April 2009
Volume 50, Issue 13
Free
ARVO Annual Meeting Abstract  |   April 2009
Comparison of the Power, Diameter and Optomechanical Response of Lenses From Indian and American Eye-Banks
Author Affiliations & Notes
  • M. Taneja
    LV Prasad Eye Institute, Hyderabad, India
    Vision Cooperative Research Centre, Sydney, Australia
  • F. Manns
    Ophthalmic Biophysics Center, Bascom Palmer Eye Institute, Univ. of Miami Miller School of Medicine, Miami, FL, Miami, Florida
    Dept. of Biomedical Engineering, Univ. of Miami College of Engineering,, Coral Gables, Florida
  • P. Vaddavalli
    LV Prasad Eye Institute, Hyderabad, India
    Vision Cooperative Research Centre, Sydney, Australia
  • V. Pesala
    LV Prasad Eye Institute, Hyderabad, India
  • D. Nankivil
    Ophthalmic Biophysics Center, Bascom Palmer Eye Institute, Univ. of Miami Miller School of Medicine, Miami, FL, Miami, Florida
    Dept. of Biomedical Engineering, Univ. of Miami College of Engineering,, Coral Gables, Florida
  • A. Mohamed
    LV Prasad Eye Institute, Hyderabad, India
  • D. Borja
    Ophthalmic Biophysics Center, Bascom Palmer Eye Institute, Univ. of Miami Miller School of Medicine, Miami, FL, Miami, Florida
    Dept. of Biomedical Engineering, Univ. of Miami College of Engineering,, Coral Gables, Florida
  • V. Sangwan
    LV Prasad Eye Institute, Hyderabad, India
    Vision Cooperative Research Centre, Sydney, Australia
  • A. Ho
    Vision Cooperative Research Centre, Sydney, Australia
    Institute for Eye Research, Sydney, Australia
  • J.-M. Parel
    Vision Cooperative Research Centre, Sydney, Australia
    Ophthalmic Biophysics Center, Bascom Palmer Eye Institute, Univ. of Miami Miller School of Medicine, Miami, FL, Miami, Florida
  • Footnotes
    Commercial Relationships  M. Taneja, None; F. Manns, None; P. Vaddavalli, None; V. Pesala, None; D. Nankivil, None; A. Mohamed, None; D. Borja, None; V. Sangwan, None; A. Ho, None; J.-M. Parel, None.
  • Footnotes
    Support  NIH EY14225; Australian Federal Government CRC Scheme through the Vision Cooperative Research Centre; Florida Lions Eye Bank; Dr Rakhi Jain , AMO Inc, Santa Ana, CA; NIH center grant P30-EY014801; Res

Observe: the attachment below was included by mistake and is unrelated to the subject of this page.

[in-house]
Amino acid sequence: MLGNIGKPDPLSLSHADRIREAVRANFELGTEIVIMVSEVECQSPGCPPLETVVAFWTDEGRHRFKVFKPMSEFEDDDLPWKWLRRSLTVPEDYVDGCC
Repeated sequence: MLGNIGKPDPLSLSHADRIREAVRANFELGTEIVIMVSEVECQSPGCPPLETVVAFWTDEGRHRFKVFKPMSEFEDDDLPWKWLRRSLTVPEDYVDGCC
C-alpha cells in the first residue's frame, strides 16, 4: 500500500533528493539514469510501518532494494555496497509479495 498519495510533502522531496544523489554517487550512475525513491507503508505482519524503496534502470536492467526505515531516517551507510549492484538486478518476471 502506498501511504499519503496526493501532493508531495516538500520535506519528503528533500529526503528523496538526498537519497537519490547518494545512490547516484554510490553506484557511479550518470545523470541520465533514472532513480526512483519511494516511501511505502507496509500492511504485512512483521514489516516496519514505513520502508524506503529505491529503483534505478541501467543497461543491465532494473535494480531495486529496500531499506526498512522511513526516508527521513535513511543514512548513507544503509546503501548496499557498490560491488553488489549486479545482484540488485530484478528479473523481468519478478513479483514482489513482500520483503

Investigative Ophthalmology & Visual Science April 2009, Vol.50, 6135. doi:
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      M. Taneja, F. Manns, P. Vaddavalli, V. Pesala, D. Nankivil, A. Mohamed, D. Borja, V. Sangwan, A. Ho, J.-M. Parel; Comparison of the Power, Diameter and Optomechanical Response of Lenses From Indian and American Eye-Banks. Invest. Ophthalmol. Vis. Sci. 2009;50(13):6135.

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      © ARVO (1962-2015); The Authors (2016-present)

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Abstract

Purpose: : To determine if there are differences in optomechanical properties of human crystalline lenses from Indian and American Eye-Banks which may affect the lens response during simulated accommodation in a lens stretcher.

Methods: : Lens stretching was performed on tissue obtained from the LV Prasad Eye Institute Eye-Bank (n=28, Age=1 day to 54 years, PMT=24 to 79 hrs) in India and from several Eye Banks in the United States (n=56, Age =1 to 85 years, PMT=24 to 120 hrs). The eyes were dissected according to a protocol described previously (Parel et al, ARVO 2002) to produce specimens that contain the lens maintained in its accommodating framework, including the zonules, ciliary body and a band of sclera. The specimens were mounted in a lens stretching system (EVAS I) which simulates accommodation by stretching the outer sclera in 8 radial increments of 0.25 mm. The load, lens equatorial diameter, ciliary ring diameter, and power were measured at each step. All parameters were plotted as a function of age. The age-dependence of the Indian and American Eye-Bank eyes were compared.

Results: : There were no observable quantitative differences in any of the parameters between the two datasets. In both datasets, the unstretched and stretched lens diameter increased with age (combined, in mm: 8.27+0.032*Age and 8.73+0.022*Age). The unstretched and maximally stretched power decreased with age (combined, in D: 42.2-0.54*Age and 30.9-0.25*Age. The maximum load was independent of age (combined, in g: 8.9+/-3.11).No accommodative response was observed in eyes older than 50 years of age.

Conclusions: : There are no measureable difference in the size, power and optomechanical response of human crystalline lenses in eyes from Indian and American Eye Banks.Support: NIH EY14225; Australian Federal Government CRC Scheme through the Vision Cooperative Research Centre; Florida Lions Eye Bank; Dr Rakhi Jain , AMO Inc, Santa Ana, CA; NIH center grant P30-EY014801; Research to Prevent Blindness. Henri and Flore Lesieur Foundation (JMP).

Keywords: accomodation • cataract • presbyopia 
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